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Lindner and Habeck clash when preparing the 2024 budget

A few days after the repeat election in Berlin, Federal Finance Minister Christian Lindner (FPD) and Vice Chancellor Robert Habeck (Greens) clashed violently when preparing the 2024 budget.

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Lindner and Habeck clash when preparing the 2024 budget

A few days after the repeat election in Berlin, Federal Finance Minister Christian Lindner (FPD) and Vice Chancellor Robert Habeck (Greens) clashed violently when preparing the 2024 budget. "We ask you not to make any further public or internal preliminary determinations that unilaterally prioritize further expenditure," said Habeck in a letter available to the Reuters news agency to the FDP leader on Tuesday. He expressly mentioned the areas of share pensions, the armed forces and sales tax reduction for the catering trade "representing the ministries led by the Greens".

Habeck also suggested discussing "how we can improve revenue," reduce environmentally harmful subsidies, and identify programs to be replaced by regulatory law. This means, for example, bans on technologies with high CO₂ emissions. You have to find "new and alternative ways" to implement political projects and to comply with the debt brake, demanded the Green Minister. Since there are still no proposals on the table, “we cannot accept the key figures (for the 2024 budget) either”. The Ministry of Finance is currently negotiating with the ministries about their financial requirements for the budget preparation.

Finance Minister Lindner rejected Habeck's claim in a letter also available to Reuters on Wednesday. On the one hand, he is surprised that the green ministries apparently no longer accept the key figures for the 2024 federal budget. These were approved by the federal cabinet on March 16, 2022, as was the financial plan up to 2026, he wrote. The Ministry of Finance feels bound by this, emphasizes the FDP politician. He also warned that the desire not to prioritize would affect not only the Bundeswehr, but also the "education billion" to strengthen schools.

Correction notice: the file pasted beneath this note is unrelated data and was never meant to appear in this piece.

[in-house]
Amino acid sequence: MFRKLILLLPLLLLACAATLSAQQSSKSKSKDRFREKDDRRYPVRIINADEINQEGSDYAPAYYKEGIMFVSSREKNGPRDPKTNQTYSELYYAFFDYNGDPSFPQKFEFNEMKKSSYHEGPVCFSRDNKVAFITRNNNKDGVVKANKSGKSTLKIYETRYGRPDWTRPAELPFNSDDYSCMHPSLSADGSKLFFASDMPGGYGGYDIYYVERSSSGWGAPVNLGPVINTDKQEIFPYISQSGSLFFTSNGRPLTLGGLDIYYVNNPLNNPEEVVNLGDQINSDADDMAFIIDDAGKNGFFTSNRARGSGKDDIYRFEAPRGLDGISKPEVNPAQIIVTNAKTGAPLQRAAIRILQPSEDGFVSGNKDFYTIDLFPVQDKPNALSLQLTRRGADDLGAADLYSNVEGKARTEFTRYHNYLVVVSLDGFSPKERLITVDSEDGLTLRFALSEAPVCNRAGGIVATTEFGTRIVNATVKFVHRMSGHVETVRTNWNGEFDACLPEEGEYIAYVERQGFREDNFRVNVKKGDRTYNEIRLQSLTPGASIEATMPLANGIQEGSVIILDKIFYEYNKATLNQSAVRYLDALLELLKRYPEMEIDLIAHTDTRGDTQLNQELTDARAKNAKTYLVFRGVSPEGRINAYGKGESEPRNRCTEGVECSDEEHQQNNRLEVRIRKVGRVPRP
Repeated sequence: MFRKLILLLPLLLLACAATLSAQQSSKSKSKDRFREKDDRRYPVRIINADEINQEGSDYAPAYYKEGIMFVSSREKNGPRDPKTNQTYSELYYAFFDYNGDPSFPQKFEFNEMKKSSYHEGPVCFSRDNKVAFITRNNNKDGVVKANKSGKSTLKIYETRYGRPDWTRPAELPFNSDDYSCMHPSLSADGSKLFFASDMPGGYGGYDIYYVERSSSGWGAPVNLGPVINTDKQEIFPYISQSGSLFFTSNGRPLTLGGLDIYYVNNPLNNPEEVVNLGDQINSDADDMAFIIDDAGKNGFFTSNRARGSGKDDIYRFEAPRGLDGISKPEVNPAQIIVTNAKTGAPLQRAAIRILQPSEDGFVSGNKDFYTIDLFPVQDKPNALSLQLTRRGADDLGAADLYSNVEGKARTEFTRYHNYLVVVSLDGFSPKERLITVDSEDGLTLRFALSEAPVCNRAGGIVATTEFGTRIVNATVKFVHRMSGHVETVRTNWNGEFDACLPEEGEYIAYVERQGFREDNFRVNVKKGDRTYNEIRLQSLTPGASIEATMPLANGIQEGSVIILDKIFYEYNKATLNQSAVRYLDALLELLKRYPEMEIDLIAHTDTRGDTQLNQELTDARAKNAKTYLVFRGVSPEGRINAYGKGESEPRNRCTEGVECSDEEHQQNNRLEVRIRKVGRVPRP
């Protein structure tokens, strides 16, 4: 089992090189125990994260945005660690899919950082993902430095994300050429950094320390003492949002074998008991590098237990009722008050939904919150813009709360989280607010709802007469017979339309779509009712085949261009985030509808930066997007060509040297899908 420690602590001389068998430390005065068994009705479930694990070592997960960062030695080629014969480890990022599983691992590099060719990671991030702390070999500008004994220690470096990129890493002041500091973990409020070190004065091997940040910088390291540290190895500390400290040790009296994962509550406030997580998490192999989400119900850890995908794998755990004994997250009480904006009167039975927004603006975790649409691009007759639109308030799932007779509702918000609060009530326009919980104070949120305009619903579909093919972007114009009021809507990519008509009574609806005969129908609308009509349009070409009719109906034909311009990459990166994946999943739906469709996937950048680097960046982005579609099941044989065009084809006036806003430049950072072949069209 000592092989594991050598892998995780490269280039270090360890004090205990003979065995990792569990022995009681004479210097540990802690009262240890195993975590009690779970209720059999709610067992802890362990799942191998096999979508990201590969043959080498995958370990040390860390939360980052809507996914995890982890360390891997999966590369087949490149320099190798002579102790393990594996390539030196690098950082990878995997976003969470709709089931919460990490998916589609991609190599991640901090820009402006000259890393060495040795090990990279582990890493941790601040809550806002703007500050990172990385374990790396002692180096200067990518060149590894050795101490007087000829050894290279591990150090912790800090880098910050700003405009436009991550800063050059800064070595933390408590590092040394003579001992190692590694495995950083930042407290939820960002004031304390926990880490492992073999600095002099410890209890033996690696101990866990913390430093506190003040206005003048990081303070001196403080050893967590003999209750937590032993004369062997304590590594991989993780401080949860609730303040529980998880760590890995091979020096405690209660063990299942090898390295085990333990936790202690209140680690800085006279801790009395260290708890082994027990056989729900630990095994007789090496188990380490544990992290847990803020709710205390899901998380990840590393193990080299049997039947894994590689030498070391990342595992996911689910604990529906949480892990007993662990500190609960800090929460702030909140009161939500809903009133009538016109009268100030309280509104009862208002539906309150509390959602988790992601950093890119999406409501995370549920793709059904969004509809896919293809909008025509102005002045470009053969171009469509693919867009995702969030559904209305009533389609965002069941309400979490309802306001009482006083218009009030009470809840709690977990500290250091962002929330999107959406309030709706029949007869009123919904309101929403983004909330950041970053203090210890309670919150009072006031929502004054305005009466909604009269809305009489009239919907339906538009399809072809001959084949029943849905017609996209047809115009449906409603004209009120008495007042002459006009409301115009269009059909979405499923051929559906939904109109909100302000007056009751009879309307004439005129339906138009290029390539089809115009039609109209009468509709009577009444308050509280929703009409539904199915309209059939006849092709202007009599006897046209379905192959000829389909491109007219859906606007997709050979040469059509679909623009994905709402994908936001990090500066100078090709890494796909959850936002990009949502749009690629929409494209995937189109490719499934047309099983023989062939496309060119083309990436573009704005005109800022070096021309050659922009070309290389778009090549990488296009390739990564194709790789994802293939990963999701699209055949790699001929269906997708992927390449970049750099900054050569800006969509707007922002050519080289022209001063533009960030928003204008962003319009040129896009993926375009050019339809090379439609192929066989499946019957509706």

The background to the debate is that Defense Minister Boris Pistorius, for example, has reported a significant additional need for the 2024 defense budget and refers to the support of Chancellor Olaf Scholz and SPD leader Lars Klingbeil. Media reports spoke of an additional ten billion euros. Ten billion euros have been earmarked for the so-called share pensions implemented by the FDP in the coalition agreement as a new pillar of old-age provision. The Greens are therefore concerned that there may no longer be any money available for projects important to them.

An obvious point of contention between the vice chancellor and the finance minister is how to deal with the debt brake. Habeck emphasized in his letter that he did not want to question the debt brake either. "However, other projects were also agreed, which are by no means subordinate to compliance with the debt brake," he added.

The Minister of Finance replied: "Representing the ministries led by the Free Democrats, I can state that tax increases or other structural additional burdens for the citizens or the economy are excluded from the coalition agreement." Political projects in the coalition agreement are incidentally subordinate to the Debt brake enshrined in the Basic Law.

Lindner emphasized that, especially in view of the economic situation, "an additional tax burden on Germany as a business location is also economically wrong" - a tip against Economics Minister Habeck. With regard to Habeck's commitment to the debt brake, he added smugly: "I was relieved that the ministries led by the Greens are not questioning the Basic Law for the Federal Republic of Germany."

A dispute over compliance with the debt brake has been smoldering in the traffic light coalition for a long time. The FDP insists on compliance in the coming year and has so far had the support of Chancellor Olaf Scholz. The Greens and SPD leader Saskia Esken, on the other hand, were open to a further suspension because necessary investments had priority.

After the Berlin elections, in which the FDP was kicked out of the House of Representatives and the Greens came in third, it was expected that the climate in the traffic light coalition could deteriorate.

Differences in budgeting are normal. Greens and FDP have been arguing for weeks about the planning law, which should be accelerated. The Greens would like to exclude motorway projects, while the FDP is pushing for a general acceleration of infrastructure projects. Both the Chancellor and leading SPD politicians have made it clear that they too are more in favor of a general acceleration of planning.

The traffic light government wants to complete the negotiations on the key figures for the 2024 budget and financial planning by March 3rd. The key figures are then to be decided by the cabinet on March 15th. The cabinet decision on the budget is scheduled for June 21.

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